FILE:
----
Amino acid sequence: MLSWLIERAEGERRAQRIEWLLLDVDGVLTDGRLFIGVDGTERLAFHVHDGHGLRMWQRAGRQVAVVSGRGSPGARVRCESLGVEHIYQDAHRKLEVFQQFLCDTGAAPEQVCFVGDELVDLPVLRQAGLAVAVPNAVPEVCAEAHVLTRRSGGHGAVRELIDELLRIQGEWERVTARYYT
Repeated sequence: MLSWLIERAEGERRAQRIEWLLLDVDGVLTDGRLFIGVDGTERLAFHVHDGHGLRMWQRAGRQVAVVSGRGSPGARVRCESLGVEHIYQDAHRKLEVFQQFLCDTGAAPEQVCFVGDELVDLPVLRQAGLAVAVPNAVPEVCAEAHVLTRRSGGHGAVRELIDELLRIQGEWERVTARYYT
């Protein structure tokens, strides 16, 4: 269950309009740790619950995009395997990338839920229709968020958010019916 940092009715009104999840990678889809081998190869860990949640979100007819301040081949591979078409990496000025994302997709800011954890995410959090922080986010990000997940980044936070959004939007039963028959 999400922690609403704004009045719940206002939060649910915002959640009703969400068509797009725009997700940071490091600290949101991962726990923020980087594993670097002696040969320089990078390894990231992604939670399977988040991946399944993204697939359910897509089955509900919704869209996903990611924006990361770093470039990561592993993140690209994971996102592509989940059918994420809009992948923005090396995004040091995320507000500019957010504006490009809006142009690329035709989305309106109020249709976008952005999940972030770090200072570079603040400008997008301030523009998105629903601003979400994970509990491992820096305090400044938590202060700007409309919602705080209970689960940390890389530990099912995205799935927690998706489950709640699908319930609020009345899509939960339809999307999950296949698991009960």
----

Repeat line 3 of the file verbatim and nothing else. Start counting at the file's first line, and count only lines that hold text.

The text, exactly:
């Protein structure tokens, strides 16, 4: 269950309009740790619950995009395997990338839920229709968020958010019916 940092009715009104999840990678889809081998190869860990949640979100007819301040081949591979078409990496000025994302997709800011954890995410959090922080986010990000997940980044936070959004939007039963028959 999400922690609403704004009045719940206002939060649910915002959640009703969400068509797009725009997700940071490091600290949101991962726990923020980087594993670097002696040969320089990078390894990231992604939670399977988040991946399944993204697939359910897509089955509900919704869209996903990611924006990361770093470039990561592993993140690209994971996102592509989940059918994420809009992948923005090396995004040091995320507000500019957010504006490009809006142009690329035709989305309106109020249709976008952005999940972030770090200072570079603040400008997008301030523009998105629903601003979400994970509990491992820096305090400044938590202060700007409309919602705080209970689960940390890389530990099912995205799935927690998706489950709640699908319930609020009345899509939960339809999307999950296949698991009960």